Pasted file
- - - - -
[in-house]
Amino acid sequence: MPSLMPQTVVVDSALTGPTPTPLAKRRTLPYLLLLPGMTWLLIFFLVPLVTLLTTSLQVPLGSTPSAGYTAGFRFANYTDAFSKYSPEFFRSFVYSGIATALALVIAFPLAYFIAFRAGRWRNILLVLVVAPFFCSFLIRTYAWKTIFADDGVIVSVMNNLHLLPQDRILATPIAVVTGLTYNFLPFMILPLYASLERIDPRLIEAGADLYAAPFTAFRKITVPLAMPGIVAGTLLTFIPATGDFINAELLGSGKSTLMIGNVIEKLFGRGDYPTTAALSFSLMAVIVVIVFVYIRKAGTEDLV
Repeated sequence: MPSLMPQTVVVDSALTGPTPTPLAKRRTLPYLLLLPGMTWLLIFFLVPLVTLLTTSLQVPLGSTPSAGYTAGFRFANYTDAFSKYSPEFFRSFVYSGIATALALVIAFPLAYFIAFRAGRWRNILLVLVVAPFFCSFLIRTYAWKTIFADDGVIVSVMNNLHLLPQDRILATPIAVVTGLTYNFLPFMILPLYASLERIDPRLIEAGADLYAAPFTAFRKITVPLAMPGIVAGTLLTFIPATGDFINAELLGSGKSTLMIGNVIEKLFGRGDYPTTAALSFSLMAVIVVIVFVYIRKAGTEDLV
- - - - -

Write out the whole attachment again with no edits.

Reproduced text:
[in-house]
Amino acid sequence: MPSLMPQTVVVDSALTGPTPTPLAKRRTLPYLLLLPGMTWLLIFFLVPLVTLLTTSLQVPLGSTPSAGYTAGFRFANYTDAFSKYSPEFFRSFVYSGIATALALVIAFPLAYFIAFRAGRWRNILLVLVVAPFFCSFLIRTYAWKTIFADDGVIVSVMNNLHLLPQDRILATPIAVVTGLTYNFLPFMILPLYASLERIDPRLIEAGADLYAAPFTAFRKITVPLAMPGIVAGTLLTFIPATGDFINAELLGSGKSTLMIGNVIEKLFGRGDYPTTAALSFSLMAVIVVIVFVYIRKAGTEDLV
Repeated sequence: MPSLMPQTVVVDSALTGPTPTPLAKRRTLPYLLLLPGMTWLLIFFLVPLVTLLTTSLQVPLGSTPSAGYTAGFRFANYTDAFSKYSPEFFRSFVYSGIATALALVIAFPLAYFIAFRAGRWRNILLVLVVAPFFCSFLIRTYAWKTIFADDGVIVSVMNNLHLLPQDRILATPIAVVTGLTYNFLPFMILPLYASLERIDPRLIEAGADLYAAPFTAFRKITVPLAMPGIVAGTLLTFIPATGDFINAELLGSGKSTLMIGNVIEKLFGRGDYPTTAALSFSLMAVIVVIVFVYIRKAGTEDLV